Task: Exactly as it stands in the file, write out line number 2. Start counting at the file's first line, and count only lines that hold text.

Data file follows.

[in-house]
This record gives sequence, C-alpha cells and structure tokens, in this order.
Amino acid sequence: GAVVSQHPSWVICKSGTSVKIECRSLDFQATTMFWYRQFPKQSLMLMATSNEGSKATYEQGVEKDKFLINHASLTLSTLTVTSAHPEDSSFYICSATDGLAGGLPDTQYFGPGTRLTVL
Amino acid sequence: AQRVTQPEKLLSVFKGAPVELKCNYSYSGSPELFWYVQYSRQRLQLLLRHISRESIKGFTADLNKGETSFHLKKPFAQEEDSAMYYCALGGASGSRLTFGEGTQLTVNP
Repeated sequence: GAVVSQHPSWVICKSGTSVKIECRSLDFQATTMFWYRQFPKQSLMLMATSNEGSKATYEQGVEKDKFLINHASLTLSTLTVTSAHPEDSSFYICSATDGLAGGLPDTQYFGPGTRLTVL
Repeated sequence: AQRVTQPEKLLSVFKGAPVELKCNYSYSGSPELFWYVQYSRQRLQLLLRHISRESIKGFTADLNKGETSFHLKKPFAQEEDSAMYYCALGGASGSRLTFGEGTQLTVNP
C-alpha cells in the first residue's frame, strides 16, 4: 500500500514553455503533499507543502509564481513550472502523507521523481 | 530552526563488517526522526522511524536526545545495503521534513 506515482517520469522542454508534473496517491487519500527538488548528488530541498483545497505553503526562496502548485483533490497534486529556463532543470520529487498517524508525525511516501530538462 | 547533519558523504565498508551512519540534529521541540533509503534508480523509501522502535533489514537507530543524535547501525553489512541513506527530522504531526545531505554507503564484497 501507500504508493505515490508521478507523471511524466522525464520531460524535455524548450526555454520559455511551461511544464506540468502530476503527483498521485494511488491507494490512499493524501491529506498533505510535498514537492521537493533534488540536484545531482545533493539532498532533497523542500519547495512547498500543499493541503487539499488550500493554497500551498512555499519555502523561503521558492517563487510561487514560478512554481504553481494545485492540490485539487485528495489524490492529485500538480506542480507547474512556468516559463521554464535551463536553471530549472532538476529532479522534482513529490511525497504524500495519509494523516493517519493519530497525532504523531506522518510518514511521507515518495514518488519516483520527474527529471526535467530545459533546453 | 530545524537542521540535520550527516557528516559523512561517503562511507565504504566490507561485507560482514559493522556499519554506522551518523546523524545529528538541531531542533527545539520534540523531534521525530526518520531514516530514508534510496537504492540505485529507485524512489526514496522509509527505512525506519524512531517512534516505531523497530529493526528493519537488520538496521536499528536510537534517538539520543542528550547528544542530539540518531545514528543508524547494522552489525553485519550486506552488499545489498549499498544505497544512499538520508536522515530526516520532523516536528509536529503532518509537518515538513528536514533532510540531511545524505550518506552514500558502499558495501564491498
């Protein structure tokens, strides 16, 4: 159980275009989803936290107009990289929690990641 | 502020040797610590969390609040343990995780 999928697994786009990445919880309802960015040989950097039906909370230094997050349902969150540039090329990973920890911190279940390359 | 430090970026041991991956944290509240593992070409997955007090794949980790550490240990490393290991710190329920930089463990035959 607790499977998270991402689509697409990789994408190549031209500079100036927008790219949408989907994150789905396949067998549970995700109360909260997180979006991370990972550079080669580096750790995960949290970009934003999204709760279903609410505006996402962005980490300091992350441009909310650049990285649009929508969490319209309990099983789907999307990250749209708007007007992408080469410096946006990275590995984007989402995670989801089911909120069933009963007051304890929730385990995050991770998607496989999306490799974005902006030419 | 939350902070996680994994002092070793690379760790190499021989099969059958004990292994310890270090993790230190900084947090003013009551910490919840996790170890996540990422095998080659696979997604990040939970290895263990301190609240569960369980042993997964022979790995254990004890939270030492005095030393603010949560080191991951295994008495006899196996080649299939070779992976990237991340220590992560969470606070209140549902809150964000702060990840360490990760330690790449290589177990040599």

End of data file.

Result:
This record gives sequence, C-alpha cells and structure tokens, in this order.